The world loves running and it’s easy to see why. It benefits your cardiovascular health, helps you to maintain a healthy weight, boosts your mental health, builds muscle, improves bone density, and increases your stamina. As if that weren’t enough, it’s free and you can do it anywhere and anytime! From the streets of Singapore to the treadmill in your bedroom, this is one of the most accessible forms of exercise there is. But there is one question that haunts every would-be fitness enthusiast: is running bad for your knees?
To separate knee health myths from facts, let’s take an in-depth look and get tips from the expert. Here is your complete guide to running risks and how you can prevent them.
Is Running Safe?
Absolutely! Running is a safe workout option for most people. Still, like any sport, it has some level of risk that you should know about before you start running. Although it’s a high-impact exercise with serious cardiovascular perks, you should be aware of the basic prevention measures that can help you avoid sports injuries.
While running is a great workout option for many people, it’s not right for everyone. Before getting started, you will want to keep in mind your personal risk factors. Even for healthy active people who are fit for running, it is important to work within a smart training plan and proceed with caution.
Like most workouts such as HIIT or deadlifts, consulting with a healthcare professional before starting a running regimen is always a good idea, and that is especially true if you have any health concerns. Even if you’re in great shape, it’s important to inform yourself about running before you get started.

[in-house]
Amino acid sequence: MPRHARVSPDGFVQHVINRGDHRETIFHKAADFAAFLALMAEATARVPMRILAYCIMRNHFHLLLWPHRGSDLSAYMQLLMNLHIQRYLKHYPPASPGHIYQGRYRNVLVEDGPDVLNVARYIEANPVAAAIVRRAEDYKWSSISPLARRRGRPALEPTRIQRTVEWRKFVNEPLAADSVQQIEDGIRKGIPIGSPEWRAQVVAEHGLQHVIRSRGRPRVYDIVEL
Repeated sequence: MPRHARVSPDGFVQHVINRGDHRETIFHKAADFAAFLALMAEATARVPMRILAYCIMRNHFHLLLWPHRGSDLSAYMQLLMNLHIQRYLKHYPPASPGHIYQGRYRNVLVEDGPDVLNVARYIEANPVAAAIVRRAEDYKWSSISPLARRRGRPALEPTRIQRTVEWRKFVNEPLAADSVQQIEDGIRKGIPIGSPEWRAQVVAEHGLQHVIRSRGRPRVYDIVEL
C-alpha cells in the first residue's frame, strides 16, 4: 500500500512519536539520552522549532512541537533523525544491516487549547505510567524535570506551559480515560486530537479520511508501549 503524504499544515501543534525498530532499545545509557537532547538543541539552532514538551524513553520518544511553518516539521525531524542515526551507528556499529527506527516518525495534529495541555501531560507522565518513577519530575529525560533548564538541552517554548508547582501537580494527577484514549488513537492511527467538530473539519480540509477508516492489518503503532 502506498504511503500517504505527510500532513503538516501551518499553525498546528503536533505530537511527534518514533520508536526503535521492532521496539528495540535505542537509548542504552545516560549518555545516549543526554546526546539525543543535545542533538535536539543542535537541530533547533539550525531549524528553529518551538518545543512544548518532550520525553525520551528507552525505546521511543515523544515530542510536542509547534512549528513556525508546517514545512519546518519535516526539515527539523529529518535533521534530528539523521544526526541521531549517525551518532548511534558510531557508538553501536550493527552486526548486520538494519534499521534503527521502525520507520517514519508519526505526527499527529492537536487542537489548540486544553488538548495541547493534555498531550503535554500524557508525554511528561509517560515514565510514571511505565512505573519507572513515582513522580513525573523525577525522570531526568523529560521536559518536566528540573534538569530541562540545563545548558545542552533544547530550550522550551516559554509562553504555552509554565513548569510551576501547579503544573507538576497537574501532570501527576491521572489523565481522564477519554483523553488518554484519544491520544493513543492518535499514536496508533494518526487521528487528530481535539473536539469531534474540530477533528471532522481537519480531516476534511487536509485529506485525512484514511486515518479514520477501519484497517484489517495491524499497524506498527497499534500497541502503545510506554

The Anatomy of a Knee Joint
Before we dive into the potential drawbacks of running, it is important to understand your knee joint and how it works. The structure of your knee joint is way more complicated than you might think, and having a general sense of anatomy will help you prevent injuries.
Connecting your femur (thigh bone) to your tibia (shin bone), your knee is supported by a complicated web of ligaments, tendons, and cartilage. Each part is essential to your stability and movement so it’s good to see how they work.
The anterior cruciate ligament (ACL), lateral collateral ligament (LCL), medial collateral ligament (MCL) and posterior cruciate ligament (PCL) form the four principal ligamentous stabilizers. Your ACL prevents your shin bone from sliding forward and helps retain stability during any rotational movements. Your PCL works alongside your ACL to keep your tibia in place in relation to the femur. Meanwhile, your MCL provides stability to the inner part of your knee by limiting sideways movement and your LCL stabilises the outer side of your knee by also restricting too much side-to-side movement.
Your meniscus is a crucial cushioning cartilage that gives your knee support and provides a level of shock absorption. Finally, your patella (kneecap) protects the joint and allows for a range of movements.
What Are the Most Common Knee Injuries in Runners?
Because of the complicated nature of your knee anatomy, there is always some level of risk to running. Let’s look at some of the common knee injuries so you know how to spot symptoms early and prevent them:
- Runner’s Knee: Officially known as Patellofemoral Pain Syndrome (PFPS), this condition can be caused by overuse, running in a certain way, or genetic factors. One of the key symptoms of runner’s knee is pain behind or around the kneecap.